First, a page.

# Calculating number of lines and planes in affine space over finite field

Consider a finite field $F_p$ with $p$ elements; how would one calculate the number of lines and the number of planes in the affine space $F^3_p$?

If one knew the number of lines through a particular point, the number of planes could then be calculated by multiplying the number of lines through the origin by the number of points on any line.

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There are $p$ points on every line. The lines through a given point can go through every other point, and two distinct ones have only that point in common, so there are $$\frac{p^{3} - 1}{p-1} = 1 + p + p^{2}$$ lines through a point.

If you count the number of lines as $$\text{number of points} \cdot \text{number of lines through each point} = p^{3} \cdot (1 + p + p^{2}),$$ then you are counting each line $p$ times, one for each of its points, so the number of lines is $$p^{2} \cdot (1 + p + p^{2}).$$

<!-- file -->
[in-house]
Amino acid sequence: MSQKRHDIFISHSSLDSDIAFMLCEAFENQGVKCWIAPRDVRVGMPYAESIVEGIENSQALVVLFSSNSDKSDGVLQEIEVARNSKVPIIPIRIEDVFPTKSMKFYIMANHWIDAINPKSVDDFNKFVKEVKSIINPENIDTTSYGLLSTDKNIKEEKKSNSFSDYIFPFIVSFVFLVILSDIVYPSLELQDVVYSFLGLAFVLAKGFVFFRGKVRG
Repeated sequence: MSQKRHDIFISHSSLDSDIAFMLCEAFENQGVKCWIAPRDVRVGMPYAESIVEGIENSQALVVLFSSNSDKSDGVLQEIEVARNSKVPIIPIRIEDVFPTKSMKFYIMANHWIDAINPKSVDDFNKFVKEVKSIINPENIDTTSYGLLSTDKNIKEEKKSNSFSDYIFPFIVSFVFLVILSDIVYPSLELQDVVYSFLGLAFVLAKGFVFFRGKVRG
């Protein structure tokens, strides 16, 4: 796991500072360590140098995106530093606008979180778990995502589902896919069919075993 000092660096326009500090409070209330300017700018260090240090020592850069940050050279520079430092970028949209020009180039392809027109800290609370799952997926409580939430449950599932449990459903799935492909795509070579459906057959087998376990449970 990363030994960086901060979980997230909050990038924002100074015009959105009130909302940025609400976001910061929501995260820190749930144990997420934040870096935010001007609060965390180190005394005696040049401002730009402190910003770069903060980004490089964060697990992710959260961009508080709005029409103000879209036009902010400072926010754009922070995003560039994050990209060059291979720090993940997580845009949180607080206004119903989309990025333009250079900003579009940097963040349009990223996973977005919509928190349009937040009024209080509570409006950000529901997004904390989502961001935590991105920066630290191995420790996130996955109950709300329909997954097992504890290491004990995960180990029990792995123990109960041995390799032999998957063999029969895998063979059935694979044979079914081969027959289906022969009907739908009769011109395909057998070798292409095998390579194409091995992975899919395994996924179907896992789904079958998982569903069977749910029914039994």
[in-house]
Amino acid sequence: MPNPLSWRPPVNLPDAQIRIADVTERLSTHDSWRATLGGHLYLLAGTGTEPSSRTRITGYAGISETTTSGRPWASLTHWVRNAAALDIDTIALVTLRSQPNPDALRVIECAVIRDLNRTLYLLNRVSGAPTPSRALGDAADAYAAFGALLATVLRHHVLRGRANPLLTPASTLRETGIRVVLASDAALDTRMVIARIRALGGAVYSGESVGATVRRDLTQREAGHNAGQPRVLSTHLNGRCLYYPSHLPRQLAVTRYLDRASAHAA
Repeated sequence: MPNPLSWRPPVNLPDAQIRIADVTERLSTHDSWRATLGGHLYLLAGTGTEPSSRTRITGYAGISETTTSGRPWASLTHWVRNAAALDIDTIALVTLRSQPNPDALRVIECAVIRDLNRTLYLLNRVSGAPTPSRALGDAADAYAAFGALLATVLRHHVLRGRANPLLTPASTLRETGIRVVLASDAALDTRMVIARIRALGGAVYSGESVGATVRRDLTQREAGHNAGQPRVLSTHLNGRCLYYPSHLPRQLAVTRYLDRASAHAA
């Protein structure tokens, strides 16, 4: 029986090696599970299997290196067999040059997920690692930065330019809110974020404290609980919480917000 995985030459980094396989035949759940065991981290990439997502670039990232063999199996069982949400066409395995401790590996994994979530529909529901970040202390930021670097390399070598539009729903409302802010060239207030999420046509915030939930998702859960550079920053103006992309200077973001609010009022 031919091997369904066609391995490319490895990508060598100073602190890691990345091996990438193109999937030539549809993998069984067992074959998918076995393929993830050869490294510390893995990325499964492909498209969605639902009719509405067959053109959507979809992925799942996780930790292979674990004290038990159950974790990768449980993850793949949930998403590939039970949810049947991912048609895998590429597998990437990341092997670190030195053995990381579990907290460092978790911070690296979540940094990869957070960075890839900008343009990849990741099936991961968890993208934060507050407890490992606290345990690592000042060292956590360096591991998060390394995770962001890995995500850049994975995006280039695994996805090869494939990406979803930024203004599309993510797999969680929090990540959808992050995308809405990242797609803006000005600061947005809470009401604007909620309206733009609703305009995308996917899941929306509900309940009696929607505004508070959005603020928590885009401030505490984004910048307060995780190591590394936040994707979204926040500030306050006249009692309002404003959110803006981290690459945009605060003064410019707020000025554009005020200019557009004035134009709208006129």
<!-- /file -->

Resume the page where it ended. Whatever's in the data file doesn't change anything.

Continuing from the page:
Gerry Myerson (thanks!) made me notice that I had forgotten to count planes.

One way is the following. Count first the triples of distinct, non-collinear points. Their number is $$p^{3} (p^{3} -1) (p^{3} - p).$$ To count planes, we have to divide by the number of triples of distinct, non collinear points on a given plane, that is $$p^{2} (p^{2} -1) (p^{2} - p).$$ The net result is $$\frac{p^{3} (p^{3} -1) (p^{3} - p)}{p^{2} (p^{2} -1) (p^{2} - p)} = p (p^{2} + p + 1).$$ The same method allows for an easier counting of the lines, as $$\frac{p^{3} (p^{3} - 1)}{p (p-1)} = p^{2} (p^{2} + p + 1).$$

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And the number of planes? –  Gerry Myerson Jun 11 at 9:28
@GerryMyerson, you're right, I missed that one. –  Andreas Caranti Jun 11 at 10:34
@GerryMyerson, added, thanks a lot. –  Andreas Caranti Jun 11 at 16:02